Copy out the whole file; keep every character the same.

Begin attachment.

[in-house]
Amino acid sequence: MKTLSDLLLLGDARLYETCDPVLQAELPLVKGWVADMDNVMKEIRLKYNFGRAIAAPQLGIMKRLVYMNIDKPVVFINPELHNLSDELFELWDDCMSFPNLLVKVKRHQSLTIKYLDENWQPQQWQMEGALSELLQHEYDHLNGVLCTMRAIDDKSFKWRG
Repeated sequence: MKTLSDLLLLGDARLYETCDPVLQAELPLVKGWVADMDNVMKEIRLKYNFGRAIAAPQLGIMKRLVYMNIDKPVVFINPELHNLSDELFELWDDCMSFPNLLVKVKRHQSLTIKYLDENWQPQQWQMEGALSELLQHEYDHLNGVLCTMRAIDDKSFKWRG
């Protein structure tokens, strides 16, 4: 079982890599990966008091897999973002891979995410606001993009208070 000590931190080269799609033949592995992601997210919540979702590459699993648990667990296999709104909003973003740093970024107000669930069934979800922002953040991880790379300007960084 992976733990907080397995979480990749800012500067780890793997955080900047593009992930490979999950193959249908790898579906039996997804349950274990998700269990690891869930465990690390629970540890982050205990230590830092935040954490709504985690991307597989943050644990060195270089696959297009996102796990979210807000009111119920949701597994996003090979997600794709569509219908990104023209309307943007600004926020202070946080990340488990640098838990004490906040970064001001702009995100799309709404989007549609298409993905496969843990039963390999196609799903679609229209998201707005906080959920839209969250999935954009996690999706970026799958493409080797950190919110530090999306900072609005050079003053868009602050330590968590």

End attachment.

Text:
[in-house]
Amino acid sequence: MKTLSDLLLLGDARLYETCDPVLQAELPLVKGWVADMDNVMKEIRLKYNFGRAIAAPQLGIMKRLVYMNIDKPVVFINPELHNLSDELFELWDDCMSFPNLLVKVKRHQSLTIKYLDENWQPQQWQMEGALSELLQHEYDHLNGVLCTMRAIDDKSFKWRG
Repeated sequence: MKTLSDLLLLGDARLYETCDPVLQAELPLVKGWVADMDNVMKEIRLKYNFGRAIAAPQLGIMKRLVYMNIDKPVVFINPELHNLSDELFELWDDCMSFPNLLVKVKRHQSLTIKYLDENWQPQQWQMEGALSELLQHEYDHLNGVLCTMRAIDDKSFKWRG
């Protein structure tokens, strides 16, 4: 079982890599990966008091897999973002891979995410606001993009208070 000590931190080269799609033949592995992601997210919540979702590459699993648990667990296999709104909003973003740093970024107000669930069934979800922002953040991880790379300007960084 992976733990907080397995979480990749800012500067780890793997955080900047593009992930490979999950193959249908790898579906039996997804349950274990998700269990690891869930465990690390629970540890982050205990230590830092935040954490709504985690991307597989943050644990060195270089696959297009996102796990979210807000009111119920949701597994996003090979997600794709569509219908990104023209309307943007600004926020202070946080990340488990640098838990004490906040970064001001702009995100799309709404989007549609298409993905496969843990039963390999196609799903679609229209998201707005906080959920839209969250999935954009996690999706970026799958493409080797950190919110530090999306900072609005050079003053868009602050330590968590």